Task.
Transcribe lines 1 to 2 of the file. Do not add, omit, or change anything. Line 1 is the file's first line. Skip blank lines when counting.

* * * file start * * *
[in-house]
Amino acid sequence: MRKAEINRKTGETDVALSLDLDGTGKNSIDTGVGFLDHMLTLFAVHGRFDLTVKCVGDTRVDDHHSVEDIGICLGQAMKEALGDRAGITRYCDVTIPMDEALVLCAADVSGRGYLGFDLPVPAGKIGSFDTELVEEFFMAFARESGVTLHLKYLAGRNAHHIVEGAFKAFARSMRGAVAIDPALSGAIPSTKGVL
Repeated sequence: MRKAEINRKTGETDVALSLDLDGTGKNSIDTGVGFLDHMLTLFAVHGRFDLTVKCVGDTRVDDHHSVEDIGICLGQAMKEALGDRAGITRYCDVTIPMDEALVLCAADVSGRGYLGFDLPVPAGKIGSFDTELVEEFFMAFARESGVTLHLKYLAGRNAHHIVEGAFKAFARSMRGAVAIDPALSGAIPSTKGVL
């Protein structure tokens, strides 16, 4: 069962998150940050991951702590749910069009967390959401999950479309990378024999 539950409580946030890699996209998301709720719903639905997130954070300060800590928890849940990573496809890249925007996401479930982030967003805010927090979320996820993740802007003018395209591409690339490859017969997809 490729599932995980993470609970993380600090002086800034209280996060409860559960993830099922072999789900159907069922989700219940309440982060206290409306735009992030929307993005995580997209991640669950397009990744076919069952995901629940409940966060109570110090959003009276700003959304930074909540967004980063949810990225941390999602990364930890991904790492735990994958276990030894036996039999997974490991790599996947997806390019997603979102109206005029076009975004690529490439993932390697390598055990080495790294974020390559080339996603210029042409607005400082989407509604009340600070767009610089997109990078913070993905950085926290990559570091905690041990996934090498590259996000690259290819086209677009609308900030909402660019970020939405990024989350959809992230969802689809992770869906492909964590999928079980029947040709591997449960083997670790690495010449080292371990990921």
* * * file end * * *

[in-house]
Amino acid sequence: MRKAEINRKTGETDVALSLDLDGTGKNSIDTGVGFLDHMLTLFAVHGRFDLTVKCVGDTRVDDHHSVEDIGICLGQAMKEALGDRAGITRYCDVTIPMDEALVLCAADVSGRGYLGFDLPVPAGKIGSFDTELVEEFFMAFARESGVTLHLKYLAGRNAHHIVEGAFKAFARSMRGAVAIDPALSGAIPSTKGVL